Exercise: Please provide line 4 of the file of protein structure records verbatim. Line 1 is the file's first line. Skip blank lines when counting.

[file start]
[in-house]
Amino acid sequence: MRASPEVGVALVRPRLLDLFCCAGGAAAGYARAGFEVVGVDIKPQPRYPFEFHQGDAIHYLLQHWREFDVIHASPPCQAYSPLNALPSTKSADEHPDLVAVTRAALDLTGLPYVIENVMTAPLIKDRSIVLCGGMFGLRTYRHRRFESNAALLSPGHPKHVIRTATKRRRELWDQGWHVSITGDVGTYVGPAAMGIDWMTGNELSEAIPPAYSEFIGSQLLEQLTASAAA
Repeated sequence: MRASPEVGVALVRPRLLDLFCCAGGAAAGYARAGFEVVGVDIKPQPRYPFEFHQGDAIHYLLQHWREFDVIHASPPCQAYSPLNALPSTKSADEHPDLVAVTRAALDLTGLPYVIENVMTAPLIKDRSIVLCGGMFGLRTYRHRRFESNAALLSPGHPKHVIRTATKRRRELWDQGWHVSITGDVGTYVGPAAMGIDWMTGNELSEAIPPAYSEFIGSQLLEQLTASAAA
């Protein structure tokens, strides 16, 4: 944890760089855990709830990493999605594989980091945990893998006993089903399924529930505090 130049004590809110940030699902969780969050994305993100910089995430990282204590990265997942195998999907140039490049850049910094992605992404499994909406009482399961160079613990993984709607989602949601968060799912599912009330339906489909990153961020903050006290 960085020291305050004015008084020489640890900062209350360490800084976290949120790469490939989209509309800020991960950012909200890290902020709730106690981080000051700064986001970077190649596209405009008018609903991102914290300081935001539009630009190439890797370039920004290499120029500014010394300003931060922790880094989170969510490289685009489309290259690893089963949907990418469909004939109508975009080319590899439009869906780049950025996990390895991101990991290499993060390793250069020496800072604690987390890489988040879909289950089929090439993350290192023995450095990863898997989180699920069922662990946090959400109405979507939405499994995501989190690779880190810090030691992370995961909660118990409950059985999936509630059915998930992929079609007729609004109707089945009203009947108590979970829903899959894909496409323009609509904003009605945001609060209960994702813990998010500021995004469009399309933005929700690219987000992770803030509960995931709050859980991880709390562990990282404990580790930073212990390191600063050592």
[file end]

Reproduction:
């Protein structure tokens, strides 16, 4: 944890760089855990709830990493999605594989980091945990893998006993089903399924529930505090 130049004590809110940030699902969780969050994305993100910089995430990282204590990265997942195998999907140039490049850049910094992605992404499994909406009482399961160079613990993984709607989602949601968060799912599912009330339906489909990153961020903050006290 960085020291305050004015008084020489640890900062209350360490800084976290949120790469490939989209509309800020991960950012909200890290902020709730106690981080000051700064986001970077190649596209405009008018609903991102914290300081935001539009630009190439890797370039920004290499120029500014010394300003931060922790880094989170969510490289685009489309290259690893089963949907990418469909004939109508975009080319590899439009869906780049950025996990390895991101990991290499993060390793250069020496800072604690987390890489988040879909289950089929090439993350290192023995450095990863898997989180699920069922662990946090959400109405979507939405499994995501989190690779880190810090030691992370995961909660118990409950059985999936509630059915998930992929079609007729609004109707089945009203009947108590979970829903899959894909496409323009609509904003009605945001609060209960994702813990998010500021995004469009399309933005929700690219987000992770803030509960995931709050859980991880709390562990990282404990580790930073212990390191600063050592």